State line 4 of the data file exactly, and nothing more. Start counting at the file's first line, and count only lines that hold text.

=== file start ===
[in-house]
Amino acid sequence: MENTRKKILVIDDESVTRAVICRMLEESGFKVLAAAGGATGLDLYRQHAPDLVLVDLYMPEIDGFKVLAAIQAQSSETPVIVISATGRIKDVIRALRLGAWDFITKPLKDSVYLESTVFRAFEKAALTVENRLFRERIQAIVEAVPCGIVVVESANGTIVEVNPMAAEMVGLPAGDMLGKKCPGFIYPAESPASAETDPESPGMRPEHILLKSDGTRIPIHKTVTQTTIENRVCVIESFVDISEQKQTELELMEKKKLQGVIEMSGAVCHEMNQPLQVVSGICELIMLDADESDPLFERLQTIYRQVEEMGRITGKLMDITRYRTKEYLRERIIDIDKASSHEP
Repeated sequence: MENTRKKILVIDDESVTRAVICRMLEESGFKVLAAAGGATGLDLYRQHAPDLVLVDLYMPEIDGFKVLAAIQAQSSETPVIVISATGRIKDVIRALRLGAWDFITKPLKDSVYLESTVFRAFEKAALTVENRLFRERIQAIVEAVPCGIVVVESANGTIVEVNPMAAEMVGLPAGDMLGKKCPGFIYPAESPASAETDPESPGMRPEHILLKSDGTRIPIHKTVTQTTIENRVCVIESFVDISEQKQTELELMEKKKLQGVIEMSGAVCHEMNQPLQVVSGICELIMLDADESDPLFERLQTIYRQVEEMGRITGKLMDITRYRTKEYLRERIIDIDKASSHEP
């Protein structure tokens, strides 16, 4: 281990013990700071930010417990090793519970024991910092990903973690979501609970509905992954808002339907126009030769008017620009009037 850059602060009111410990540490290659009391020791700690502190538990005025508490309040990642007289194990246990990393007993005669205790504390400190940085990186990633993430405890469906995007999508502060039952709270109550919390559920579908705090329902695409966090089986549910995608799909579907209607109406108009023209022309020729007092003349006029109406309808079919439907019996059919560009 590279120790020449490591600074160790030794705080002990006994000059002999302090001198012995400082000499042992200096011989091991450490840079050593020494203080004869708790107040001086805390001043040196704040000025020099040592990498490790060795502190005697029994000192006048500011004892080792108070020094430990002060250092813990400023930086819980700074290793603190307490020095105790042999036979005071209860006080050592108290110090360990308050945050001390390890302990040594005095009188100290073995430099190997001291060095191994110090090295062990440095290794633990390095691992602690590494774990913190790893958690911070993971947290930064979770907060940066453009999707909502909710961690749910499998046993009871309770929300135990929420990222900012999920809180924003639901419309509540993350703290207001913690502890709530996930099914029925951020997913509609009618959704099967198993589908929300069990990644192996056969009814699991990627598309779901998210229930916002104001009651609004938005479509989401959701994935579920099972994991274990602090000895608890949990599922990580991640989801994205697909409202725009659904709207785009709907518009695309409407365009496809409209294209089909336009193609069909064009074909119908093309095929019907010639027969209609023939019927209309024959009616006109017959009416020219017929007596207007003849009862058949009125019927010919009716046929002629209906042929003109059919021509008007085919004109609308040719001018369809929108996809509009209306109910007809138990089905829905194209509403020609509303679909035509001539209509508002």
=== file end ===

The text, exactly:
């Protein structure tokens, strides 16, 4: 281990013990700071930010417990090793519970024991910092990903973690979501609970509905992954808002339907126009030769008017620009009037 850059602060009111410990540490290659009391020791700690502190538990005025508490309040990642007289194990246990990393007993005669205790504390400190940085990186990633993430405890469906995007999508502060039952709270109550919390559920579908705090329902695409966090089986549910995608799909579907209607109406108009023209022309020729007092003349006029109406309808079919439907019996059919560009 590279120790020449490591600074160790030794705080002990006994000059002999302090001198012995400082000499042992200096011989091991450490840079050593020494203080004869708790107040001086805390001043040196704040000025020099040592990498490790060795502190005697029994000192006048500011004892080792108070020094430990002060250092813990400023930086819980700074290793603190307490020095105790042999036979005071209860006080050592108290110090360990308050945050001390390890302990040594005095009188100290073995430099190997001291060095191994110090090295062990440095290794633990390095691992602690590494774990913190790893958690911070993971947290930064979770907060940066453009999707909502909710961690749910499998046993009871309770929300135990929420990222900012999920809180924003639901419309509540993350703290207001913690502890709530996930099914029925951020997913509609009618959704099967198993589908929300069990990644192996056969009814699991990627598309779901998210229930916002104001009651609004938005479509989401959701994935579920099972994991274990602090000895608890949990599922990580991640989801994205697909409202725009659904709207785009709907518009695309409407365009496809409209294209089909336009193609069909064009074909119908093309095929019907010639027969209609023939019927209309024959009616006109017959009416020219017929007596207007003849009862058949009125019927010919009716046929002629209906042929003109059919021509008007085919004109609308040719001018369809929108996809509009209306109910007809138990089905829905194209509403020609509303679909035509001539209509508002």